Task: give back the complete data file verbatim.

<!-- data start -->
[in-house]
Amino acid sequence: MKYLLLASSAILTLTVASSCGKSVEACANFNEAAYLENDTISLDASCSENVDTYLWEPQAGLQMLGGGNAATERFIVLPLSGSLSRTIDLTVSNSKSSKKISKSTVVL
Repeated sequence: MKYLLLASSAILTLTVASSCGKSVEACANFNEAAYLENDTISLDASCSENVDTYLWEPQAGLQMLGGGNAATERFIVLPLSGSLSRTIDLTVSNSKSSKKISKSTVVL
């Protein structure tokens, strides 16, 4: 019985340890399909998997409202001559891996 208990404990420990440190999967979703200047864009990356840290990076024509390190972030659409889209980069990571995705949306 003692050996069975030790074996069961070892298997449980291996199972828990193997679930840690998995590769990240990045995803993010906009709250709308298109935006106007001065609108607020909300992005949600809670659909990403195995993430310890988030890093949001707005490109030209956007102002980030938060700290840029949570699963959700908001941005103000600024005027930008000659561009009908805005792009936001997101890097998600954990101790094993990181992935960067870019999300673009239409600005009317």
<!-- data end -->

[in-house]
Amino acid sequence: MKYLLLASSAILTLTVASSCGKSVEACANFNEAAYLENDTISLDASCSENVDTYLWEPQAGLQMLGGGNAATERFIVLPLSGSLSRTIDLTVSNSKSSKKISKSTVVL
Repeated sequence: MKYLLLASSAILTLTVASSCGKSVEACANFNEAAYLENDTISLDASCSENVDTYLWEPQAGLQMLGGGNAATERFIVLPLSGSLSRTIDLTVSNSKSSKKISKSTVVL
């Protein structure tokens, strides 16, 4: 019985340890399909998997409202001559891996 208990404990420990440190999967979703200047864009990356840290990076024509390190972030659409889209980069990571995705949306 003692050996069975030790074996069961070892298997449980291996199972828990193997679930840690998995590769990240990045995803993010906009709250709308298109935006106007001065609108607020909300992005949600809670659909990403195995993430310890988030890093949001707005490109030209956007102002980030938060700290840029949570699963959700908001941005103000600024005027930008000659561009009908805005792009936001997101890097998600954990101790094993990181992935960067870019999300673009239409600005009317």